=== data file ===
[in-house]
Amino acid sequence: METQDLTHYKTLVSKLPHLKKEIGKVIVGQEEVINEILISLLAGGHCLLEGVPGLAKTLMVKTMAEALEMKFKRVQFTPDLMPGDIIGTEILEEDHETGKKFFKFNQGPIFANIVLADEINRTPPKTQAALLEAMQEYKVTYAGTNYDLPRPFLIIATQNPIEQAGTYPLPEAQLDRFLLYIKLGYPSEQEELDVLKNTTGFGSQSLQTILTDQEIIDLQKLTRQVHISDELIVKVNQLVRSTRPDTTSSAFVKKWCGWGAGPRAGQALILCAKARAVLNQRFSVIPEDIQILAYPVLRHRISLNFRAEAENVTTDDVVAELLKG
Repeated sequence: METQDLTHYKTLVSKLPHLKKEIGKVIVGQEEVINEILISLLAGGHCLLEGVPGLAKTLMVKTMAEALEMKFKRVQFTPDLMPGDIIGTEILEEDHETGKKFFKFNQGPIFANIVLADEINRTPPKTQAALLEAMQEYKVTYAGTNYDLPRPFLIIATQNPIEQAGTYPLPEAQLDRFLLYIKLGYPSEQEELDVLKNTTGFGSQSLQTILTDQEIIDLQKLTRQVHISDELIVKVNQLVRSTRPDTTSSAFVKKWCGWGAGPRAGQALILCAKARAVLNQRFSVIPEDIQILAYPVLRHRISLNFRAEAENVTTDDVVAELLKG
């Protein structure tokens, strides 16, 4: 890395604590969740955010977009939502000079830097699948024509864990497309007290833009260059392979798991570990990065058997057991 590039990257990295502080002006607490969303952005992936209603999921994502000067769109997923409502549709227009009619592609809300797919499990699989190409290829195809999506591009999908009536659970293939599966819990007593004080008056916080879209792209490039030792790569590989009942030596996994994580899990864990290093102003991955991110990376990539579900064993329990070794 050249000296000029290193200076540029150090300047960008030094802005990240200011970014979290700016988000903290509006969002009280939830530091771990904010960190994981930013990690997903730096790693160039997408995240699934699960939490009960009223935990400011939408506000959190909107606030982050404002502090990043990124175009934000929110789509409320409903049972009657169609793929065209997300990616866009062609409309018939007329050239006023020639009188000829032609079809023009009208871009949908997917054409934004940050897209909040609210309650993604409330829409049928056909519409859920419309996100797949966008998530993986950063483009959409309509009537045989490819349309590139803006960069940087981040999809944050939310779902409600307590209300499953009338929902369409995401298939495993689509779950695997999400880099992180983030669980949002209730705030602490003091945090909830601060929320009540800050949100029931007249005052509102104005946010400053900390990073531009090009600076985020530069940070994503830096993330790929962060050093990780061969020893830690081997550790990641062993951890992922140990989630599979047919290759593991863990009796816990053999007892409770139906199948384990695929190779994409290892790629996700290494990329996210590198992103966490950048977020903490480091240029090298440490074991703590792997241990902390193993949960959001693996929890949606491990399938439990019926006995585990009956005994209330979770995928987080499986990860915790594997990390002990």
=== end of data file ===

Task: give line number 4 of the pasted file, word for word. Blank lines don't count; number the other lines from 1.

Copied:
């Protein structure tokens, strides 16, 4: 890395604590969740955010977009939502000079830097699948024509864990497309007290833009260059392979798991570990990065058997057991 590039990257990295502080002006607490969303952005992936209603999921994502000067769109997923409502549709227009009619592609809300797919499990699989190409290829195809999506591009999908009536659970293939599966819990007593004080008056916080879209792209490039030792790569590989009942030596996994994580899990864990290093102003991955991110990376990539579900064993329990070794 050249000296000029290193200076540029150090300047960008030094802005990240200011970014979290700016988000903290509006969002009280939830530091771990904010960190994981930013990690997903730096790693160039997408995240699934699960939490009960009223935990400011939408506000959190909107606030982050404002502090990043990124175009934000929110789509409320409903049972009657169609793929065209997300990616866009062609409309018939007329050239006023020639009188000829032609079809023009009208871009949908997917054409934004940050897209909040609210309650993604409330829409049928056909519409859920419309996100797949966008998530993986950063483009959409309509009537045989490819349309590139803006960069940087981040999809944050939310779902409600307590209300499953009338929902369409995401298939495993689509779950695997999400880099992180983030669980949002209730705030602490003091945090909830601060929320009540800050949100029931007249005052509102104005946010400053900390990073531009090009600076985020530069940070994503830096993330790929962060050093990780061969020893830690081997550790990641062993951890992922140990989630599979047919290759593991863990009796816990053999007892409770139906199948384990695929190779994409290892790629996700290494990329996210590198992103966490950048977020903490480091240029090298440490074991703590792997241990902390193993949960959001693996929890949606491990399938439990019926006995585990009956005994209330979770995928987080499986990860915790594997990390002990």